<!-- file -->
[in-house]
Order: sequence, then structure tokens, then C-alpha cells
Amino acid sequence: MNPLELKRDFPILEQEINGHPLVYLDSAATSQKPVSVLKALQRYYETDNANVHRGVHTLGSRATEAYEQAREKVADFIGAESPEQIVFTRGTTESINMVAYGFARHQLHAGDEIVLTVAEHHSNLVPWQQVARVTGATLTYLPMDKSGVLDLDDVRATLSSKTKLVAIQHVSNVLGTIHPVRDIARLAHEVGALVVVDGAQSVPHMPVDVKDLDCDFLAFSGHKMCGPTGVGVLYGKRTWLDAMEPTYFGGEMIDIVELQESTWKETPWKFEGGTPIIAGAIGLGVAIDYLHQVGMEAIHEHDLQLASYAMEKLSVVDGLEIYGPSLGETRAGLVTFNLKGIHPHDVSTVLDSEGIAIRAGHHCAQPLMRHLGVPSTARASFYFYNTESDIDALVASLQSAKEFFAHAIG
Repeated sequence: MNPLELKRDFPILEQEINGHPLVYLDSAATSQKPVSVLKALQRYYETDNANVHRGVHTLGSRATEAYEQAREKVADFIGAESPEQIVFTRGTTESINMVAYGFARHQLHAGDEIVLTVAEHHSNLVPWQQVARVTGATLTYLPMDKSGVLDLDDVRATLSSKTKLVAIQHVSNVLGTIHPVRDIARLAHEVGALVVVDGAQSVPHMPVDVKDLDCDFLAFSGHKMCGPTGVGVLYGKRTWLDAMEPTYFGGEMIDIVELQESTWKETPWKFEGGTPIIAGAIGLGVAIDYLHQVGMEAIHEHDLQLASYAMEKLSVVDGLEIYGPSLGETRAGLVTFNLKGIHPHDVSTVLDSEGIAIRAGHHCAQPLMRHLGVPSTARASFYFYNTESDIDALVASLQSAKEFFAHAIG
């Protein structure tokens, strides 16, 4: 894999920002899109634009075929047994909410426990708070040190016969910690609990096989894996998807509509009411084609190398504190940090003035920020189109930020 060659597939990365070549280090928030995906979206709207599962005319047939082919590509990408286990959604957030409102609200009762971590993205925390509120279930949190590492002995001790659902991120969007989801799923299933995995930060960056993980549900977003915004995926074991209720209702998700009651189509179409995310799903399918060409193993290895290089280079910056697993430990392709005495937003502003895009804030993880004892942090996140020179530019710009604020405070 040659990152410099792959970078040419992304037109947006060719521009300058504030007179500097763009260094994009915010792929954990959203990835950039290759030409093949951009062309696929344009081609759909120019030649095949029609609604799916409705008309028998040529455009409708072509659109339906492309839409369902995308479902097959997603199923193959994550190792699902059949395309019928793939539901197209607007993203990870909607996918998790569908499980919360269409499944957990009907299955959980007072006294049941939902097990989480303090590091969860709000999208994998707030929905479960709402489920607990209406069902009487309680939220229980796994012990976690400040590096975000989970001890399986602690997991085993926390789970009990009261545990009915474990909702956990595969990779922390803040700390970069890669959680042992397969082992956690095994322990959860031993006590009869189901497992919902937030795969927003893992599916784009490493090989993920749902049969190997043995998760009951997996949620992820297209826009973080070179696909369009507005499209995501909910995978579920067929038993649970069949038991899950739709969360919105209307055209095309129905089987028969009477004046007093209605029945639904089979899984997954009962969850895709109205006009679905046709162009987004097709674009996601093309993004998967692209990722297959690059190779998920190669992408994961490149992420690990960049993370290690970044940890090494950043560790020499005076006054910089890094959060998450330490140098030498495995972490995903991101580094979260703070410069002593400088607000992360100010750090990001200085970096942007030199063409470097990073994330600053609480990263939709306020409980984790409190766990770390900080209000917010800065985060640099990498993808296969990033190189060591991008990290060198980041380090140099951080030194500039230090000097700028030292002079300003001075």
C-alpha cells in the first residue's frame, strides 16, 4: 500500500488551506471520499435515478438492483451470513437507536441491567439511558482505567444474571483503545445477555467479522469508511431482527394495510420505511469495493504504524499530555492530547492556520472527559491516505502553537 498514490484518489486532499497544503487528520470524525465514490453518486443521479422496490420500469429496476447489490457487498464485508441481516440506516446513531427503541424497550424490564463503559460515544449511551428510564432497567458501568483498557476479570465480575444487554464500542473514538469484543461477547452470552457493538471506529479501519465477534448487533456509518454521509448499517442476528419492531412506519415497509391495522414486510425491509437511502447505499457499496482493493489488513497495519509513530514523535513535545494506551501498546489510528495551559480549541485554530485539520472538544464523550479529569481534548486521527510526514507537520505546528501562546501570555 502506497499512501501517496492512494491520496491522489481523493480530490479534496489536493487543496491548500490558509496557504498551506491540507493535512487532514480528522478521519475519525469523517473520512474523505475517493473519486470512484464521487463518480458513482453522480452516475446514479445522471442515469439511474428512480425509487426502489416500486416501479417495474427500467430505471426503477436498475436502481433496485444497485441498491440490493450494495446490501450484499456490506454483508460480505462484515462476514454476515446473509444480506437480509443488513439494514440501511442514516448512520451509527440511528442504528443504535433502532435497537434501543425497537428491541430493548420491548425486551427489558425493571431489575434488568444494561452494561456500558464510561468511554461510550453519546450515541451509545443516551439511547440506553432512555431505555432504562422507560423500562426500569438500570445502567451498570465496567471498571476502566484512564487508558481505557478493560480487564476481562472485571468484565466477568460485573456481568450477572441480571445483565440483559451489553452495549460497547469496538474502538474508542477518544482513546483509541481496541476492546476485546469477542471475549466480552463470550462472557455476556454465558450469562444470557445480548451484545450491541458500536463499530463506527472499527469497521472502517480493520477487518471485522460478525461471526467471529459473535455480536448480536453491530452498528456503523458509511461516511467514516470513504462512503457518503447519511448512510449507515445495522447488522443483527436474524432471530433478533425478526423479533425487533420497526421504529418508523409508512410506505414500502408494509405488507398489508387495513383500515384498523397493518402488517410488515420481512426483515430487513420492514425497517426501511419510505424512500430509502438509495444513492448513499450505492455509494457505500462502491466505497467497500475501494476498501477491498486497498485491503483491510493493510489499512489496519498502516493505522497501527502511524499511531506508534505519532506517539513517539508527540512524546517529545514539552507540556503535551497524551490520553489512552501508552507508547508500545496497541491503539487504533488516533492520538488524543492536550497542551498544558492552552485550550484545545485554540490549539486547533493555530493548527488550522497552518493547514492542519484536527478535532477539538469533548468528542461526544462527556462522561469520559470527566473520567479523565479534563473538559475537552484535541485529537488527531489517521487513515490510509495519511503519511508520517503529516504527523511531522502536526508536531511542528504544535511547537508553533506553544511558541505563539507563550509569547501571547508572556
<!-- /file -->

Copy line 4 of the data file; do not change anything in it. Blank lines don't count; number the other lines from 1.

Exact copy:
Repeated sequence: MNPLELKRDFPILEQEINGHPLVYLDSAATSQKPVSVLKALQRYYETDNANVHRGVHTLGSRATEAYEQAREKVADFIGAESPEQIVFTRGTTESINMVAYGFARHQLHAGDEIVLTVAEHHSNLVPWQQVARVTGATLTYLPMDKSGVLDLDDVRATLSSKTKLVAIQHVSNVLGTIHPVRDIARLAHEVGALVVVDGAQSVPHMPVDVKDLDCDFLAFSGHKMCGPTGVGVLYGKRTWLDAMEPTYFGGEMIDIVELQESTWKETPWKFEGGTPIIAGAIGLGVAIDYLHQVGMEAIHEHDLQLASYAMEKLSVVDGLEIYGPSLGETRAGLVTFNLKGIHPHDVSTVLDSEGIAIRAGHHCAQPLMRHLGVPSTARASFYFYNTESDIDALVASLQSAKEFFAHAIG